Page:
Roush Review: On 'Orange Is the New Black', the Big House Is More Crowded and Compelling Than Ever
Each year, when a new season of Orange Is the New Black arrives, bursting with life (and occasionally death) and sucking us into the turbulent passions and heated conflicts of these colorful prisoners, we’re reminded that while Litchfield Penitentiary may be a great place to visit, you wouldn’t want to live, or work, there.
Although over the 13 hours, it somehow begins to feel like home, and its many characters like family, so it’s almost not a surprise when an inmate reacts to the very notion of freedom by declaring, “I’m being evicted!” No such danger for Orange fans. Netflix has already renewed its very best drama for at least three more years, through Season 7.
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Now at its possible midpoint, Orange loses little steam in its fourth tour of duty, with extremes of dark comedy and bitter tragedy, often heartbreaking in its depictions of mental illness and addiction, devastating in its escalation of racial conflict after the cold-blooded new corporate owners flood the cellblock with new bodies to maximize profits, signaling a demographic power shift. “It’s sardine time, bitches. We a for-profit prison now,” snarks one of the long-timers.
You might need a flow chart to keep track of who’s who and who’s on whose team (not unlike Game of Thrones in that sprawling aspect), but the storytelling eventually gains a sharper edge when all factions unite to “fight the power,” embodied by a new crew of military-trained guards, whose cruel abuses spark civil disobedience that doesn’t stay civil for long.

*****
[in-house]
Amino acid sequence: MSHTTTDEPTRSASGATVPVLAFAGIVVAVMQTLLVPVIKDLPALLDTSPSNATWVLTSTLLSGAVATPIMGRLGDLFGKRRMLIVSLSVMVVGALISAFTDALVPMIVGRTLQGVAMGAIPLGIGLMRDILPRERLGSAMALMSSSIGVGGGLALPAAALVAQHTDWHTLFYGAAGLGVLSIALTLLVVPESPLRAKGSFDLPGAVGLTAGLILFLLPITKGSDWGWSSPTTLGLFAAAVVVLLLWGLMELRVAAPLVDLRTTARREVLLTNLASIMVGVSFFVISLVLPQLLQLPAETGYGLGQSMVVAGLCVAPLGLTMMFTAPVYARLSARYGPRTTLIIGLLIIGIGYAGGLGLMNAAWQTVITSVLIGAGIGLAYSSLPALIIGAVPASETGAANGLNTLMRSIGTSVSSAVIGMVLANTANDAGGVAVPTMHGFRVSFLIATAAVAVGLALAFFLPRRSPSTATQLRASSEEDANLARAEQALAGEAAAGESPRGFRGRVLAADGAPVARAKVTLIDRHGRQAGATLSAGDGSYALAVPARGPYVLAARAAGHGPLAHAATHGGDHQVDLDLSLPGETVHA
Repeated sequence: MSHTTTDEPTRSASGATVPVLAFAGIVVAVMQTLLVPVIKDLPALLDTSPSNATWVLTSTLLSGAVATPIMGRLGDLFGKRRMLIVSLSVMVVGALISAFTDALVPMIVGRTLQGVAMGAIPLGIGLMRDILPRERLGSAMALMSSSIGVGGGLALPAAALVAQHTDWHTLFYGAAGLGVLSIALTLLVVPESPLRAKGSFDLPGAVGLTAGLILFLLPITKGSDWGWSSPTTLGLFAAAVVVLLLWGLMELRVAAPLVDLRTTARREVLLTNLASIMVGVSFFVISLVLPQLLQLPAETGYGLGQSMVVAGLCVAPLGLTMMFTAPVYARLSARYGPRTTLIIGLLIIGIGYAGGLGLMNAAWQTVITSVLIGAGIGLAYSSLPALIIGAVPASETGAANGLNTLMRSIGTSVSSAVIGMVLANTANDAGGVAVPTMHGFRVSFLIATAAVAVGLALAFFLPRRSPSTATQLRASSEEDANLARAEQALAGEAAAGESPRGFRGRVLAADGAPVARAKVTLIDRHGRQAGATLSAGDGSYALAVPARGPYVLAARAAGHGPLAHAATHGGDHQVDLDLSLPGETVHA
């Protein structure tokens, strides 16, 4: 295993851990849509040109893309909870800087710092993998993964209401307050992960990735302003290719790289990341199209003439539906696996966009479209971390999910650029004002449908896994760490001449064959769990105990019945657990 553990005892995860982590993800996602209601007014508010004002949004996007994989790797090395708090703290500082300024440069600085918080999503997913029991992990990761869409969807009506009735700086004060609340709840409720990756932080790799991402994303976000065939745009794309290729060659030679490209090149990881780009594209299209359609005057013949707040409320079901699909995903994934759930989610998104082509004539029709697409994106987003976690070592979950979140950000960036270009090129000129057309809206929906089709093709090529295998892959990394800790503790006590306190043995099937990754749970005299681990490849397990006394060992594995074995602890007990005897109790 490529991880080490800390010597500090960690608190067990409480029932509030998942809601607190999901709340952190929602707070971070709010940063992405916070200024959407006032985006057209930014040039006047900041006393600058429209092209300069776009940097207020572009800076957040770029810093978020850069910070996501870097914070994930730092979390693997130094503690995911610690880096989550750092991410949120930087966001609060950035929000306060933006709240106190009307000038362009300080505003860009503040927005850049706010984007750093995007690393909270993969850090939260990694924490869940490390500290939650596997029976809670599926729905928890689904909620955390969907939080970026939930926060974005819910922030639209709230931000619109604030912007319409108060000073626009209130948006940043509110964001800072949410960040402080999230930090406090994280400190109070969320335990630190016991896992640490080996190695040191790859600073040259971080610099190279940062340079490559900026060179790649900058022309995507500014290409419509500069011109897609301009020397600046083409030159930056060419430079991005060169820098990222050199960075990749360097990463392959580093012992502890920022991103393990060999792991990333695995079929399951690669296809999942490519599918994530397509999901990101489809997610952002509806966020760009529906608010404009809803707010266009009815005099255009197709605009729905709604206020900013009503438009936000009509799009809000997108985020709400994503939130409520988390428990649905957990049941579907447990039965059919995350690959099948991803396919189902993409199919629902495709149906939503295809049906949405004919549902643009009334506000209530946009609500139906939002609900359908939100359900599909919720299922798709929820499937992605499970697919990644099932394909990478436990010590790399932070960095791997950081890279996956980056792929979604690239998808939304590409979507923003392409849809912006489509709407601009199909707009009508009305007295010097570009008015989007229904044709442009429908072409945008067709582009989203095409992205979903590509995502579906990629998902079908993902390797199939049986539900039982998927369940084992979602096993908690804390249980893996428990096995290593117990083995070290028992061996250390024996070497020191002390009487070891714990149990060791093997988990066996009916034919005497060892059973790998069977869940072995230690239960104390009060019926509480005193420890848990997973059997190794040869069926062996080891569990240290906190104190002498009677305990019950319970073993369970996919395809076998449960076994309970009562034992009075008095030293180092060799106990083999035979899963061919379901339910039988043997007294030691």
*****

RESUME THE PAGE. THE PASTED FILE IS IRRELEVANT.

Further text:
At the center of the action, as usual, is Piper (Taylor Schilling), who’s grown too big for her panties as mastermind of a dirty-underwear underground crime ring. “I’m gangsta, like with an ‘a’ at the end,” she crows. Oh Piper. If you have to spell it out, you’re so not all that.
Her inevitable comeuppance amidst a race war is harrowing and humbling, but just one subplot among many that showcase one of TV’s most diverse and appealing ensembles, including Emmy winner Uzo Abuda as the emotionally vulnerable and volatile Suzanne, and Tony-nominated Danielle Brooks (The Color Purple) as the outspoken Taystee, who gleefully pokes her nose in everyone’s business when she starts a new job as assistant to the morally conflicted warden Caputo (the excellent Nick Sandow). This is also an especially strong season for, among so many others, Lori Petty (paranoid Lolly), Samira Wiley (open-hearted Poussey), Kate Mulgrew (the indomitable Red) and Michael J. Harney as lonely prison counselor Sam Healy.
For all of the turmoil this season, Orange is also capable of delivering moments of tender grace and profound humanity. A homemade time machine serves as a metaphor for roads not taken and aspirations for so many uncertain futures. (It’s also a nifty hideaway for the show’s more amorous couples.) One of the most poignant scenes involves Healy reaching out to the unstable Lolly inside the fantastical box: “Everyone wants to go back in time sometimes, to go back to the moment when everything was still possible, before they made a wrong turn so that they could go on the right path. But it’s not possible. All we can do is make the most of right now.”
Making the most of her season in the spotlight is Blair Brown, a scene-stealing hoot as celebrity inmate Judy King, a Paula Deen-like TV chef who smilingly introduces herself as “the friendliest racist that you are ever going to meet.” Damned if she doesn’t fit right in.
Orange Is the New Black, Season 4, available for streaming Friday, June 17, on Netflix.